Al-Jazari constructed an elaborate clock and described it in his Book of Knowledge of Ingenious Mechanical Devices in 1206. It was about 3.3 metres (11 feet) high, and had multiple functions alongside timekeeping. It included a display of the zodiac and the solar and lunar paths, and a pointer in the shape of the crescent moon which travelled across the top of a gateway, moved by a hidden cart and causing automatic doors to open, each revealing a mannequin, every hour. It was possible to re-program the length of day and night daily in order to account for the changing lengths of day and night throughout the year, and it also featured five robotic musicians who automatically play music when moved by levers operated by a hidden camshaft attached to a water wheel. Other components of the castle clock included a main reservoir with a float, a float chamber and flow regulator, plate and valve trough, two pulleys, crescent disc displaying the zodiac, and two falcon automata dropping balls into vases.
Line (mains) synchronous tower clocks were introduced in the United States in the 1920s.
Some clock towers have become famous landmarks. Some examples are Elizabeth Tower built in 1859, which houses the Great Bell (generally known as Big Ben) in London, the tower of Philadelphia City Hall, the Rajabai Tower in Mumbai, the Spasskaya Tower of the Moscow Kremlin, the Torre dell'Orologio in the Piazza San Marco in Venice, Italy, and Zytglogge clock tower in the Old city of Bern, Switzerland.
The Allen-Bradley Clock Tower in Milwaukee, Wisconsin has the largest four faced (non-chiming) clock in the world, with clock diameter 40 ft 3 1⁄2 in (12.281 m); it is 283 ft (86 m) tall. The Elizabeth Tower has the largest chiming clock in the world; it is 315 feet (96 m) tall.
The tallest freestanding clock tower in the world is the Joseph Chamberlain Memorial Clock Tower at the University of Birmingham in the United Kingdom. The tower stands at 100 metres (330 feet) tall and was completed in 1908. The clock tower of Philadelphia City Hall was the tallest building in the world from 1901 to 1908.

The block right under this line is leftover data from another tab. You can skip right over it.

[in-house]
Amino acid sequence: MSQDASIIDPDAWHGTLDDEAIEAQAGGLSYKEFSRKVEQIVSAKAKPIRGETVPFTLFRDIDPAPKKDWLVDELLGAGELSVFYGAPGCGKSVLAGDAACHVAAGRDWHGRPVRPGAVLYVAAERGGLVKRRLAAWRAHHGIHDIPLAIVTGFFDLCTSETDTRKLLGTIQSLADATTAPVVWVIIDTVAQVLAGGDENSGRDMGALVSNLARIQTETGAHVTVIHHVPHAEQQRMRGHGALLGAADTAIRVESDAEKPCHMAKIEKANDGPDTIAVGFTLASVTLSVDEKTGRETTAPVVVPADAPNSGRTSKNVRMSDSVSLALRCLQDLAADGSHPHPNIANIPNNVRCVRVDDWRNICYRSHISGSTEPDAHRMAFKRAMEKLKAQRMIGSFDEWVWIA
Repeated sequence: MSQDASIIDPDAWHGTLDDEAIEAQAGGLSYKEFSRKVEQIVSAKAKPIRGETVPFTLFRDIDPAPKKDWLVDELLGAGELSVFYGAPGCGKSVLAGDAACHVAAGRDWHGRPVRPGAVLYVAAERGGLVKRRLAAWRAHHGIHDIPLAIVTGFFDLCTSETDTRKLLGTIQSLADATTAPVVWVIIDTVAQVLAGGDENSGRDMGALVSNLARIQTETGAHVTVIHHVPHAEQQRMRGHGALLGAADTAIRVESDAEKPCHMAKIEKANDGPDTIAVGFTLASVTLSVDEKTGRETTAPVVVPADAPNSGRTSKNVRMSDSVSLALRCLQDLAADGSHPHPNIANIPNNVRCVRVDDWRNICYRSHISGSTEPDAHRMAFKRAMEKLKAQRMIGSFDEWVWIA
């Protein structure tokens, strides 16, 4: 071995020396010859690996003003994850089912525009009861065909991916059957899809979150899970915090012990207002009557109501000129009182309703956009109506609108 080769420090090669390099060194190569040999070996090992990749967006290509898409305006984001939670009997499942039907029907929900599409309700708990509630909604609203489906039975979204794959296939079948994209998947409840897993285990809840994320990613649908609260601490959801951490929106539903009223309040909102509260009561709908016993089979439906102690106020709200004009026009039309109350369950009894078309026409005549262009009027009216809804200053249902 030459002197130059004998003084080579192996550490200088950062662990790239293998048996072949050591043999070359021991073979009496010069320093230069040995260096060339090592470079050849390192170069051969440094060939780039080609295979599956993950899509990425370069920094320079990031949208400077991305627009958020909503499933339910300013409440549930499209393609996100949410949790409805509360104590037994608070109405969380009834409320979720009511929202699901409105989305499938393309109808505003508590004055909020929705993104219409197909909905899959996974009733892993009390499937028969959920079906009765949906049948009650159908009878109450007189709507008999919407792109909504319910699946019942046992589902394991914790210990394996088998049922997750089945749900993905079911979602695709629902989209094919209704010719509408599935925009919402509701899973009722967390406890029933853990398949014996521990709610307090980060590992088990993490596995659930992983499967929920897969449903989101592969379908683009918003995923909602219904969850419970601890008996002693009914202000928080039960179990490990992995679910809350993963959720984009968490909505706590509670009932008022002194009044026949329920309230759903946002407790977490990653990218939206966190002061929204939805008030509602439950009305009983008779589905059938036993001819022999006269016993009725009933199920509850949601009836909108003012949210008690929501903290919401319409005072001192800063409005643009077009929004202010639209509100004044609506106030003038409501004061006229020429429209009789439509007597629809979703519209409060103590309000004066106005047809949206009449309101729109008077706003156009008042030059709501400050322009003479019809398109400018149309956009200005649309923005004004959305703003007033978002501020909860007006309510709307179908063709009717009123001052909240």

There are taller buildings which have had clocks faces added to an exiting structure such as Palace of Culture and Science with a clock added in 2000 (roof height: 187.68 m (615.7 ft), with antenna: 231 m (758 ft)), NTT DoCoMo Yoyogi Building with a clock added in 2002 (roof height: 240 meters (790 ft), with antenna: 272 meters (892 ft)). The Abraj Al Bait, constructed in 2012 is a building with the largest clock face in the world (roof top: 530 m (1,740 ft), with tip: 601 metres (1,972 ft)). However it is not, by definition, a clock tower as it is a hotel.
- List of clock towers
- Turret clock, the mechanism used in most clock towers
- Bell tower
- Thirteenth stroke of the clock
- Street clock
- Joseph V. Noble; Derek J. de Solla Price: The Water Clock in the Tower of the Winds, American Journal of Archaeology, Vol. 72, No. 4 (1968), pp. 345-355 (353)
- Clocks, Encyclopaedia Britannica 5, 835 (1951).
- Frederick Tupper, Jr., 'Anglo-Saxon Dæg-Mæl', Publications of the Modern Language Association of America, Vol. 10, No. 2 (1895), p. 130, citing Archæologia, v, 416.
- Howard R. Turner (1997), Science in Medieval Islam: An Illustrated Introduction, p. 184. University of Texas Press, ISBN 0-292-78149-0.
- Donald Routledge Hill, "Mechanical Engineering in the Medieval Near East", Scientific American, May 1991, p. 64-69. (cf. Donald Routledge Hill, Mechanical Engineering)
- Salim Al-Hassani (13 March 2008). "How it Works: Mechanism of the Castle Clock". FSTC. Retrieved 2008-09-06.
- "UK Parliament - Big Ben". Retrieved 2009-10-27.
- "Joseph Chamberlain Memorial Clock Tower". Skyscraper News. Retrieved 15 April 2014.
|Wikimedia Commons has media related to Clock towers.|